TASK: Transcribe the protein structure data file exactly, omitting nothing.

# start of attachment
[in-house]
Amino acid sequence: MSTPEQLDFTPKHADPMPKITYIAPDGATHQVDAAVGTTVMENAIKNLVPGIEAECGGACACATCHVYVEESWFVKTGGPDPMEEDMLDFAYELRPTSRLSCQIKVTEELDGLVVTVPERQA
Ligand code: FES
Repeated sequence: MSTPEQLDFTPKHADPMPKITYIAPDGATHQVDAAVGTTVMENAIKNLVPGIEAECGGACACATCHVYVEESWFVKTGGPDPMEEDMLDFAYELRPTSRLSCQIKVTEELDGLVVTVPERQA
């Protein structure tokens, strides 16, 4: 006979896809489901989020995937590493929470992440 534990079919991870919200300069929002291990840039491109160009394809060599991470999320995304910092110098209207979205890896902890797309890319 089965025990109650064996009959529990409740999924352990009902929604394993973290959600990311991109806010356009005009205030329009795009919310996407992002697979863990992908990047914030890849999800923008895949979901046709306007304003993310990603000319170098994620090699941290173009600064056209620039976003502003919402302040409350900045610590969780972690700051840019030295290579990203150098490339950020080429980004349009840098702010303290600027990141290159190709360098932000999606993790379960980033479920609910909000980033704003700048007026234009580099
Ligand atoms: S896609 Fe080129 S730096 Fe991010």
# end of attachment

[in-house]
Amino acid sequence: MSTPEQLDFTPKHADPMPKITYIAPDGATHQVDAAVGTTVMENAIKNLVPGIEAECGGACACATCHVYVEESWFVKTGGPDPMEEDMLDFAYELRPTSRLSCQIKVTEELDGLVVTVPERQA
Ligand code: FES
Repeated sequence: MSTPEQLDFTPKHADPMPKITYIAPDGATHQVDAAVGTTVMENAIKNLVPGIEAECGGACACATCHVYVEESWFVKTGGPDPMEEDMLDFAYELRPTSRLSCQIKVTEELDGLVVTVPERQA
């Protein structure tokens, strides 16, 4: 006979896809489901989020995937590493929470992440 534990079919991870919200300069929002291990840039491109160009394809060599991470999320995304910092110098209207979205890896902890797309890319 089965025990109650064996009959529990409740999924352990009902929604394993973290959600990311991109806010356009005009205030329009795009919310996407992002697979863990992908990047914030890849999800923008895949979901046709306007304003993310990603000319170098994620090699941290173009600064056209620039976003502003919402302040409350900045610590969780972690700051840019030295290579990203150098490339950020080429980004349009840098702010303290600027990141290159190709360098932000999606993790379960980033479920609910909000980033704003700048007026234009580099
Ligand atoms: S896609 Fe080129 S730096 Fe991010």